Yeah and I took a nap!

Great! Did you do any work?

Yeah but I don't want to talk about it!


I did new work today. It was cloth washing!

Oh? What did you use?

We need a basket and a small cloth and some unsafe sugar!


Yeah and I used the unsafe sugar and I cleaned with the small cloths.

What did you clean?

I don't want to talk about it!

Later at the library she was mostly dashing about excitedly, but she did sit long enough to help me look up some call numbers, and later to check out Hugo- and Nebula-nominee Ancillary Justice.

On the way home, we passed a fair being set up:

Daddy I'm going to go on the Ferris wheel and not you and mommy and Sprout just me. I'm going to go one the Ferris wheel and a horse and a helicopter and a boat and a car to go visit my friends across the ocean.  But when I'm older.

Yes you will kiddo. What else is there to say?

Monday, May 12, 2014


R and I have been thinking a bit about how to introduce Tadpole to religion when she gets a bit older.  Tonight, somehow gods (Greek mythology?) came up in conversation and we asked Tadpole about them.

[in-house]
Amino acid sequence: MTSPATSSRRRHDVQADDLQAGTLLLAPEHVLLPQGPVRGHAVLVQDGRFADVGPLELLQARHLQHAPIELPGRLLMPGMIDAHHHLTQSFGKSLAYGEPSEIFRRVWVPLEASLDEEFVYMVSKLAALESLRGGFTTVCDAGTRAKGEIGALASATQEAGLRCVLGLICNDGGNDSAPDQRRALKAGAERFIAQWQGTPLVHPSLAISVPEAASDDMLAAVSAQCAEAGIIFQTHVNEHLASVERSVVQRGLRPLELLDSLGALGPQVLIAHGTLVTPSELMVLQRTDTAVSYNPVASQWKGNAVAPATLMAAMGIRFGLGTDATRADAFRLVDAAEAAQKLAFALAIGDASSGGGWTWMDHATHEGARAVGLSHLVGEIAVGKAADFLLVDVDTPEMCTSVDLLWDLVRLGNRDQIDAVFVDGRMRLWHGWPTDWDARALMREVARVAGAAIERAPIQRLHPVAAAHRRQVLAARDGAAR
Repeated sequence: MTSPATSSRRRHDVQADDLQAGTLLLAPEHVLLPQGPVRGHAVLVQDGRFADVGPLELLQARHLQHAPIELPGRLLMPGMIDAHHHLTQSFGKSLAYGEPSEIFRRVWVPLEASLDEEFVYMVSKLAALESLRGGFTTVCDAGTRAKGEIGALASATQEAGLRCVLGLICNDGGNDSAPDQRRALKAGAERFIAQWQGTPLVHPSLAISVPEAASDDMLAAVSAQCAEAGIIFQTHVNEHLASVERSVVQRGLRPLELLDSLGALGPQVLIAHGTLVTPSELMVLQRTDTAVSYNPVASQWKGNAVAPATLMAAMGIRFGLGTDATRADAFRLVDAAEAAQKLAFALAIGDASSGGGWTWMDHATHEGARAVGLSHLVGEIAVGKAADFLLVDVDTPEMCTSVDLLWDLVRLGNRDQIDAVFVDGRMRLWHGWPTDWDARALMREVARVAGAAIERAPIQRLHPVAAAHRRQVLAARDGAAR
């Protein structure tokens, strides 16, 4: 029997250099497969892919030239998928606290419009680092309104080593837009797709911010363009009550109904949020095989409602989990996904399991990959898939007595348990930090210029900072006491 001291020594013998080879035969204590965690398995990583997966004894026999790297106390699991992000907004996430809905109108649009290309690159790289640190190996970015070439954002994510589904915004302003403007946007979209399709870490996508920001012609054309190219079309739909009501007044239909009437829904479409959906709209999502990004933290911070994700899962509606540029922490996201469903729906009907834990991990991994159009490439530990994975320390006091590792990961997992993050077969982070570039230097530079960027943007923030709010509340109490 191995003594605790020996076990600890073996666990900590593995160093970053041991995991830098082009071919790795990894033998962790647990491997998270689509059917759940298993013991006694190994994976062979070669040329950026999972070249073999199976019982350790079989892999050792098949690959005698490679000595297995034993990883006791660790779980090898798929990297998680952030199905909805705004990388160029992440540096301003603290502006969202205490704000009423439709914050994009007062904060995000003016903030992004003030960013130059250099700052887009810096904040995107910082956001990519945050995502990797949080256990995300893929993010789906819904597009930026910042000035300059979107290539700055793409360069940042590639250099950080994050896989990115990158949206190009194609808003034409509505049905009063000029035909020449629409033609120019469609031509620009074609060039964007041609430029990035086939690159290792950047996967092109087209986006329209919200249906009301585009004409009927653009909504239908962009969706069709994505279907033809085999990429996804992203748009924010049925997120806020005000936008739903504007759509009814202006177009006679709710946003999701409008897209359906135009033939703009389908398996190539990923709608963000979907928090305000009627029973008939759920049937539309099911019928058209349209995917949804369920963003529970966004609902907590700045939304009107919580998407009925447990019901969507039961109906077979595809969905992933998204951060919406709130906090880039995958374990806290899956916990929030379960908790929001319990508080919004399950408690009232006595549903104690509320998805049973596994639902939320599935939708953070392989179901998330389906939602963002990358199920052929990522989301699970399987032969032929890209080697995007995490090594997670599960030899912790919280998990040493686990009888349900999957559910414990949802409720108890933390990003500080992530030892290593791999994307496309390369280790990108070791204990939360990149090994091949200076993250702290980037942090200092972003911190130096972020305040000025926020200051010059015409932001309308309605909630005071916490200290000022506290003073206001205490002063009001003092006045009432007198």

"Do you know what gods are kiddo?"

"Yes. They're like the captains of a big white boat."

<general laughter, pleased smile on Tadpole's face.>

"Mommy, are you going to cry happy tears?"

A good evening, with a very observant child.

Friday, May 9, 2014

Happy Friday!

It's still Friday as I start this anyway.  Both girls are asleep.  Sprout slept straight until 5:30 this morning, and while I don't dare expect or hope that will continue, I am certainly going to celebrate the sleeping baby whenever she does sleep through the night.